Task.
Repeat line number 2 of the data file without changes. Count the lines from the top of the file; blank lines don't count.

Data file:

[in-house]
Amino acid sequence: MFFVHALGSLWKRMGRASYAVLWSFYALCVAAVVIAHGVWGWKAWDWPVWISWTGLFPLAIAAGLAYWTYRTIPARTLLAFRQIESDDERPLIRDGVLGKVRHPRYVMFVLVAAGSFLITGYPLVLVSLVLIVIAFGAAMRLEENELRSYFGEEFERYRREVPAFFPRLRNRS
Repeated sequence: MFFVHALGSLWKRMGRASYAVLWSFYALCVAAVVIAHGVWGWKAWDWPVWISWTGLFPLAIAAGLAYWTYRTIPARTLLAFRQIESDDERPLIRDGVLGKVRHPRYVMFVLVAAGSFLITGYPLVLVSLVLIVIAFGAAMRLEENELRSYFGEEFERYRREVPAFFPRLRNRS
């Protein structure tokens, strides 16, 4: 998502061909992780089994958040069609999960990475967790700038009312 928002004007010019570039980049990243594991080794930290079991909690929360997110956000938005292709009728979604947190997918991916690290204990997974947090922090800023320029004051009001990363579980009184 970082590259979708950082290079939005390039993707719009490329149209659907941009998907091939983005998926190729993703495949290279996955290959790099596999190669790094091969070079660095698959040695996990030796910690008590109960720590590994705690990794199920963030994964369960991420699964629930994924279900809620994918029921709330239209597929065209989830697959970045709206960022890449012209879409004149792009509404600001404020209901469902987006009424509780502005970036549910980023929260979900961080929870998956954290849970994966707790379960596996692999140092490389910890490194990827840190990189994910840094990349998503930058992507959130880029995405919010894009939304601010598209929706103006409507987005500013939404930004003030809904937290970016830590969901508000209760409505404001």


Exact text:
Amino acid sequence: MFFVHALGSLWKRMGRASYAVLWSFYALCVAAVVIAHGVWGWKAWDWPVWISWTGLFPLAIAAGLAYWTYRTIPARTLLAFRQIESDDERPLIRDGVLGKVRHPRYVMFVLVAAGSFLITGYPLVLVSLVLIVIAFGAAMRLEENELRSYFGEEFERYRREVPAFFPRLRNRS